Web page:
When human platelets are chilled to 4oC, they undergo shape change, an increase in net F-actin and intracellular calcium. Here, we show that cold-induced platelet activation is charcterized by the clustering of rafts into large aggregates, and suggest that it is an early event in cold-induced signaling. Rafts (detergent resistant membranes) were isolated using detergent extraction and sucrose flotation and contained 20% sphingomylein and 40% cholesterol. Treated with methyl-beta cyclodextrin depleted 95% of cholesterol from rafts, disrupting their liquid ordered phase. Fourier transform infrared analysis demonstrated an increase in the conformational disorder of detergent resistant membranes (rafts) after such treatment. In order to demonstrate a direct correlation between biochemical studies and temporal events at the plasma membrane, platelets were labeled with the lipophilic dye dil (1,1′-dioctadecyl-3,3,3′,3′-tetramethyl-indocarbocyanine perchlorate) that preferentially partitions into ordered domains. Rafts coalesced into microscopically visible aggregates upon cold-activation. This reversible process correlated with passage of platelets through their phase transition. Raft aggregates dispersed upon rewarming of platelets. To ensure that raft aggregation was not an artifact of chilling, we determined the effect of platelet agonists at physiological temperature and observed a similar clustering of rafts into larger domains. Under all conditions, domains were disrupted by the removal of cholesterol with cyclodextrin. Unlike CD41/61 and CD55, only the thrombospondin receptor (CD 36) biochemically partitioned into the raft fraction and demonstrated a virtually identical staining pattern to that of dil. Overall, our results demonstrate that platelet raft clustering is a dynamic reversible process, not induced solely by cold treatment or detergent extractoiin but rather is a regulated event, triggered by cell activation.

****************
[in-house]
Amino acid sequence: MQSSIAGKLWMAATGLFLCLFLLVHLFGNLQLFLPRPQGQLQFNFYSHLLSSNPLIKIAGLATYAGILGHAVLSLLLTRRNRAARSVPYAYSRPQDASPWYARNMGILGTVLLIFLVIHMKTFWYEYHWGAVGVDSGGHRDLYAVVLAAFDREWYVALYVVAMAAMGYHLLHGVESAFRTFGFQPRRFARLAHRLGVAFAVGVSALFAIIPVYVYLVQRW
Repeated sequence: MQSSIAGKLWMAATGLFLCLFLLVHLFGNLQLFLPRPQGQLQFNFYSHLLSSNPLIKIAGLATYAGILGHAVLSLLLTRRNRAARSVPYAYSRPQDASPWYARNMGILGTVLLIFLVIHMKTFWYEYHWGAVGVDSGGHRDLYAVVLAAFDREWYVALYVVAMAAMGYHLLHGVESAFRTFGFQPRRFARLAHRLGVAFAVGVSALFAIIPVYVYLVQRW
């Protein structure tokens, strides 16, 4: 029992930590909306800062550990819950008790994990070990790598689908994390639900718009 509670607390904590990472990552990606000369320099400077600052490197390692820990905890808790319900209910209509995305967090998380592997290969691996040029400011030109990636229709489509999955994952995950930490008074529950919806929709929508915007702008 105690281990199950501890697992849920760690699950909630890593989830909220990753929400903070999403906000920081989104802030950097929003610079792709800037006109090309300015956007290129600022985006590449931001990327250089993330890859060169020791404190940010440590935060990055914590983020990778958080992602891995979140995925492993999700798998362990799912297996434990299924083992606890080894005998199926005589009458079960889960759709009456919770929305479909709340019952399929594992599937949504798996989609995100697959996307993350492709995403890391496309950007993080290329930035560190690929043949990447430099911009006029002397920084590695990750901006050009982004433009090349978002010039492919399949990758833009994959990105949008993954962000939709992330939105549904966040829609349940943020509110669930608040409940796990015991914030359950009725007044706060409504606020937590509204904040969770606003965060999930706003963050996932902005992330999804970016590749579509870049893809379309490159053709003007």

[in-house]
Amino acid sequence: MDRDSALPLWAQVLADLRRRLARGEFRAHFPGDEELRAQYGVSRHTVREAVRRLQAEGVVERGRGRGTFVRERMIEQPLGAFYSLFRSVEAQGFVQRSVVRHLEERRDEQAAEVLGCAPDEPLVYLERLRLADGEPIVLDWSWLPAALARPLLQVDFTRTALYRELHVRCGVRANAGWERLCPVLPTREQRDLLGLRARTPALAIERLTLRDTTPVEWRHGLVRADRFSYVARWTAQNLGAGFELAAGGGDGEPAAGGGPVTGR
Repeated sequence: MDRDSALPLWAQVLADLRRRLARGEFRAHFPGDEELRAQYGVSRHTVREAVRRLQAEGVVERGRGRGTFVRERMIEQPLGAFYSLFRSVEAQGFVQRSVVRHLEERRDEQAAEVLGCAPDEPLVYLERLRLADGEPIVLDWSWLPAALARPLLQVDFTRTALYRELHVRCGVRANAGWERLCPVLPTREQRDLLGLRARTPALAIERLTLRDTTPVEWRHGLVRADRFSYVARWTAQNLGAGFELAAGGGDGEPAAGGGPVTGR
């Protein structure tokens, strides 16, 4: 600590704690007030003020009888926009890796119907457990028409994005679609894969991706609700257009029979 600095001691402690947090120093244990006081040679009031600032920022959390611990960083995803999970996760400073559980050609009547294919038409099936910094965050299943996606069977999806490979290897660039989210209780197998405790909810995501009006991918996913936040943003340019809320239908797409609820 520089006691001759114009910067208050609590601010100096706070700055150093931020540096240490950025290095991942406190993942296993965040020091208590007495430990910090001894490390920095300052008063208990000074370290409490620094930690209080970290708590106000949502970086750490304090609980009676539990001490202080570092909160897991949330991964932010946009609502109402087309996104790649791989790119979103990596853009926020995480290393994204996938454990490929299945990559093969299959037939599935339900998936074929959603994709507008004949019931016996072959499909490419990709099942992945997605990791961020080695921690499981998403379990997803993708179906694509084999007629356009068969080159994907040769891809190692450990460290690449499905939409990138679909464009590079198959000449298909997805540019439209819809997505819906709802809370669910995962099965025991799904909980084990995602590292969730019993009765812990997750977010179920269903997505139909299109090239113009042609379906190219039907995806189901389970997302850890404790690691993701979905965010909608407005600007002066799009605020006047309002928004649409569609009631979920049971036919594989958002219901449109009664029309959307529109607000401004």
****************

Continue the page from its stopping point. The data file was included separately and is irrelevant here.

|Original language||English (US)|
|Issue number||11 PART II|
|State||Published - 2000|
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